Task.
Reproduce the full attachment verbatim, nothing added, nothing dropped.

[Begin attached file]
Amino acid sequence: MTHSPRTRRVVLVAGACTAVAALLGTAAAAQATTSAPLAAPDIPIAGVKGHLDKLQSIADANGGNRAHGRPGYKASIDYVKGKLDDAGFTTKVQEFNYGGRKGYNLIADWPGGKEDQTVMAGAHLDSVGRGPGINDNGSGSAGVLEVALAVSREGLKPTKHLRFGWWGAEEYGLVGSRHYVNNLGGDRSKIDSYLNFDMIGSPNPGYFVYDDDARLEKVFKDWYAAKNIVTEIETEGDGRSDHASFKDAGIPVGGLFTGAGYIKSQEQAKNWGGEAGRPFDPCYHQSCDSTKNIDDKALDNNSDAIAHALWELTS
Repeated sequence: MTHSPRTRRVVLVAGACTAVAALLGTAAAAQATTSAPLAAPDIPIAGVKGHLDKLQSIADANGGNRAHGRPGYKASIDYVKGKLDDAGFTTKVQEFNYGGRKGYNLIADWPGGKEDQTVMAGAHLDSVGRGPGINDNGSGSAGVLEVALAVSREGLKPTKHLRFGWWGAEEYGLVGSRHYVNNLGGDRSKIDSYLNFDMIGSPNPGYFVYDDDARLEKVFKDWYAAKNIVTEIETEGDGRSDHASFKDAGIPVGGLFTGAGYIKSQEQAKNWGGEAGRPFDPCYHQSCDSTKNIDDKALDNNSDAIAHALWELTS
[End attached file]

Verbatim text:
Amino acid sequence: MTHSPRTRRVVLVAGACTAVAALLGTAAAAQATTSAPLAAPDIPIAGVKGHLDKLQSIADANGGNRAHGRPGYKASIDYVKGKLDDAGFTTKVQEFNYGGRKGYNLIADWPGGKEDQTVMAGAHLDSVGRGPGINDNGSGSAGVLEVALAVSREGLKPTKHLRFGWWGAEEYGLVGSRHYVNNLGGDRSKIDSYLNFDMIGSPNPGYFVYDDDARLEKVFKDWYAAKNIVTEIETEGDGRSDHASFKDAGIPVGGLFTGAGYIKSQEQAKNWGGEAGRPFDPCYHQSCDSTKNIDDKALDNNSDAIAHALWELTS
Repeated sequence: MTHSPRTRRVVLVAGACTAVAALLGTAAAAQATTSAPLAAPDIPIAGVKGHLDKLQSIADANGGNRAHGRPGYKASIDYVKGKLDDAGFTTKVQEFNYGGRKGYNLIADWPGGKEDQTVMAGAHLDSVGRGPGINDNGSGSAGVLEVALAVSREGLKPTKHLRFGWWGAEEYGLVGSRHYVNNLGGDRSKIDSYLNFDMIGSPNPGYFVYDDDARLEKVFKDWYAAKNIVTEIETEGDGRSDHASFKDAGIPVGGLFTGAGYIKSQEQAKNWGGEAGRPFDPCYHQSCDSTKNIDDKALDNNSDAIAHALWELTS